David Bourget (Western Ontario)
David Chalmers (ANU, NYU)
Rafael De Clercq
Jack Alan Reynolds
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Religious Studies 33 (3):267-286 (1997)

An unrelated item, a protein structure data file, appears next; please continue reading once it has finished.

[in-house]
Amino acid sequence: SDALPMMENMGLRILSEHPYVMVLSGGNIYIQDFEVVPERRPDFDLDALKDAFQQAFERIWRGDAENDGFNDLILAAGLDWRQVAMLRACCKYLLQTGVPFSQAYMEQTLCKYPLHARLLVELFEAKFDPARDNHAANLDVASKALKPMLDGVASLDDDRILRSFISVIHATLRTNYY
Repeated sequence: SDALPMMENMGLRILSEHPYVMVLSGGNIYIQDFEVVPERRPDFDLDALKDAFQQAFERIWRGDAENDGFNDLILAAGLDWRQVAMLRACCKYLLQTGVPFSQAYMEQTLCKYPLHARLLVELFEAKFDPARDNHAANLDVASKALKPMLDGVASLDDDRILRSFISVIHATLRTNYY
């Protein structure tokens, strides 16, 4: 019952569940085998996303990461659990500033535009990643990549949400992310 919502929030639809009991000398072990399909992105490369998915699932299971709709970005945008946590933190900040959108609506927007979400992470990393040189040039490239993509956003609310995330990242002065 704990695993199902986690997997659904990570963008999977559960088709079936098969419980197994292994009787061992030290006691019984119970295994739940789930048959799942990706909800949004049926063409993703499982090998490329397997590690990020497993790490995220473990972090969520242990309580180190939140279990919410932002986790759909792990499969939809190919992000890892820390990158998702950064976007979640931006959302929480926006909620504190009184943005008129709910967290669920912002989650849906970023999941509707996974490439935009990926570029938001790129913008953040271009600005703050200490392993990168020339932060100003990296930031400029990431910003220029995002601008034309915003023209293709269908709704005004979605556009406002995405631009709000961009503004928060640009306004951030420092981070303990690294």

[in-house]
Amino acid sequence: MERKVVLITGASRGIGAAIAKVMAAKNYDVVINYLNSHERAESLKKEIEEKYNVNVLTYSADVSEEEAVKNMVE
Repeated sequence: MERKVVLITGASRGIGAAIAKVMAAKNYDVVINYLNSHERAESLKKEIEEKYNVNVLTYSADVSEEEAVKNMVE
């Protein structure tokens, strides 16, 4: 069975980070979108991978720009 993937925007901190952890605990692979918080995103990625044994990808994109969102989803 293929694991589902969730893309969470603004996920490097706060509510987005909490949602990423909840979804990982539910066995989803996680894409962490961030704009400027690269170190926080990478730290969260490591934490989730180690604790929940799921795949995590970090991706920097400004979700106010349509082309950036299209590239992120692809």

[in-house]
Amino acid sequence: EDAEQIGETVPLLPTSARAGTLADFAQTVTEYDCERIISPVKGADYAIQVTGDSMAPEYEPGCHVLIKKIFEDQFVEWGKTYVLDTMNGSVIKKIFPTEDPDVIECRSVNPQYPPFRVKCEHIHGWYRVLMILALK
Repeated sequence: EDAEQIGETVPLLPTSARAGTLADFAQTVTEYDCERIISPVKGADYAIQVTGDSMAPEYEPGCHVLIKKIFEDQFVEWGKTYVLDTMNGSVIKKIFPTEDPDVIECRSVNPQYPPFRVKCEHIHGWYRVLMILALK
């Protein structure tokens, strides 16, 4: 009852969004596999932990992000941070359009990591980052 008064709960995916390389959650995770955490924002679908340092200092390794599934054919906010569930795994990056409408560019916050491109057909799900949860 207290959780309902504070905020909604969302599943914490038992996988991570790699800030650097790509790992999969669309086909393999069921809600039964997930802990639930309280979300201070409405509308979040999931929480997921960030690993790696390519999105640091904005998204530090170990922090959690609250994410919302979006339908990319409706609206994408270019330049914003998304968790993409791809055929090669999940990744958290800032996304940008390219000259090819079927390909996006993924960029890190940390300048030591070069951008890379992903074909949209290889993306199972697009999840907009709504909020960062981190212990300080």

The free will defence attempts to show that belief in an omnibenevolent, omnipotent, and omniscient God may be rational, despite the existence of evil. At the heart of the free will defence is the claim that it may be impossible, even for an omnibenevolent, omnipotent, and omniscient God, to bring about certain goods without the accompanying inevitability, or at least overwhelming probability, of evil. The good in question is the existence of free agents, in particular, agents who are sometimes free with respect to morally significant actions and who are thereby responsible, at least in part, for those actions and the personal character which is a function of and exhibited in those actions. The free will defender contends that if an agent is to be truly responsible for her actions, then she must be free to bring about both good and evil, and God cannot be blamed if such agents choose to bring about the latter rather than the former. A number of years ago, Antony Flew objected that God was not forced to choose between creating free agents who might act wrongly and not creating a world with free agents. Instead, God could have created free agents who were wholly good, i.e. who always acted rightly." Freedom and responsibility, Flew argued, are compatible with one’s actions being causally determined by God, thus it was within God’s power to create agents who were both free and responsible yet causally determined to always act rightly. In response, proponents of the free will defence criticized Flew’s conditional analysis of freedom – if S had chosen to do otherwise, she would have been able to do otherwise – maintaining instead that an agent’s freedom consists in her ability at the time in question to both perform the action and refrain from performing the action. Acting freely, on this libertarian view, is incompatible with one’s actions being determined by God, for an agent..
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